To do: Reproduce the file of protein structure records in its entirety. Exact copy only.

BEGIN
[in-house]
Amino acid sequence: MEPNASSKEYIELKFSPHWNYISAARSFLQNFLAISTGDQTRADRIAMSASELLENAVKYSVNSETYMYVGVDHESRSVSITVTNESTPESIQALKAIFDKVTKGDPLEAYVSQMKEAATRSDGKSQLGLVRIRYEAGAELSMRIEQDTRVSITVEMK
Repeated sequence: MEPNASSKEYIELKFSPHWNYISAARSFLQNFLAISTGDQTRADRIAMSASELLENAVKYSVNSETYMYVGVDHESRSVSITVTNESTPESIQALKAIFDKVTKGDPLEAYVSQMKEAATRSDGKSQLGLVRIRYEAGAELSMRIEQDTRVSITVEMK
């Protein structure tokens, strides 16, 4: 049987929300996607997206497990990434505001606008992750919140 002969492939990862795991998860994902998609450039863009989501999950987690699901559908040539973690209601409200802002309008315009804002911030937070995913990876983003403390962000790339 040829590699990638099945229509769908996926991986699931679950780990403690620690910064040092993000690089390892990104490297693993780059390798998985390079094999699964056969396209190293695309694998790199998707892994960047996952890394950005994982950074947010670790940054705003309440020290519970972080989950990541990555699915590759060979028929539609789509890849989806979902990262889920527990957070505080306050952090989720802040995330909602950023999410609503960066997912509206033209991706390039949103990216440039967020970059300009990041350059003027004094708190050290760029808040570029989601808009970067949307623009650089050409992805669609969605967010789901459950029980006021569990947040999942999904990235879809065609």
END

[in-house]
Amino acid sequence: MEPNASSKEYIELKFSPHWNYISAARSFLQNFLAISTGDQTRADRIAMSASELLENAVKYSVNSETYMYVGVDHESRSVSITVTNESTPESIQALKAIFDKVTKGDPLEAYVSQMKEAATRSDGKSQLGLVRIRYEAGAELSMRIEQDTRVSITVEMK
Repeated sequence: MEPNASSKEYIELKFSPHWNYISAARSFLQNFLAISTGDQTRADRIAMSASELLENAVKYSVNSETYMYVGVDHESRSVSITVTNESTPESIQALKAIFDKVTKGDPLEAYVSQMKEAATRSDGKSQLGLVRIRYEAGAELSMRIEQDTRVSITVEMK
């Protein structure tokens, strides 16, 4: 049987929300996607997206497990990434505001606008992750919140 002969492939990862795991998860994902998609450039863009989501999950987690699901559908040539973690209601409200802002309008315009804002911030937070995913990876983003403390962000790339 040829590699990638099945229509769908996926991986699931679950780990403690620690910064040092993000690089390892990104490297693993780059390798998985390079094999699964056969396209190293695309694998790199998707892994960047996952890394950005994982950074947010670790940054705003309440020290519970972080989950990541990555699915590759060979028929539609789509890849989806979902990262889920527990957070505080306050952090989720802040995330909602950023999410609503960066997912509206033209991706390039949103990216440039967020970059300009990041350059003027004094708190050290760029808040570029989601808009970067949307623009650089050409992805669609969605967010789901459950029980006021569990947040999942999904990235879809065609």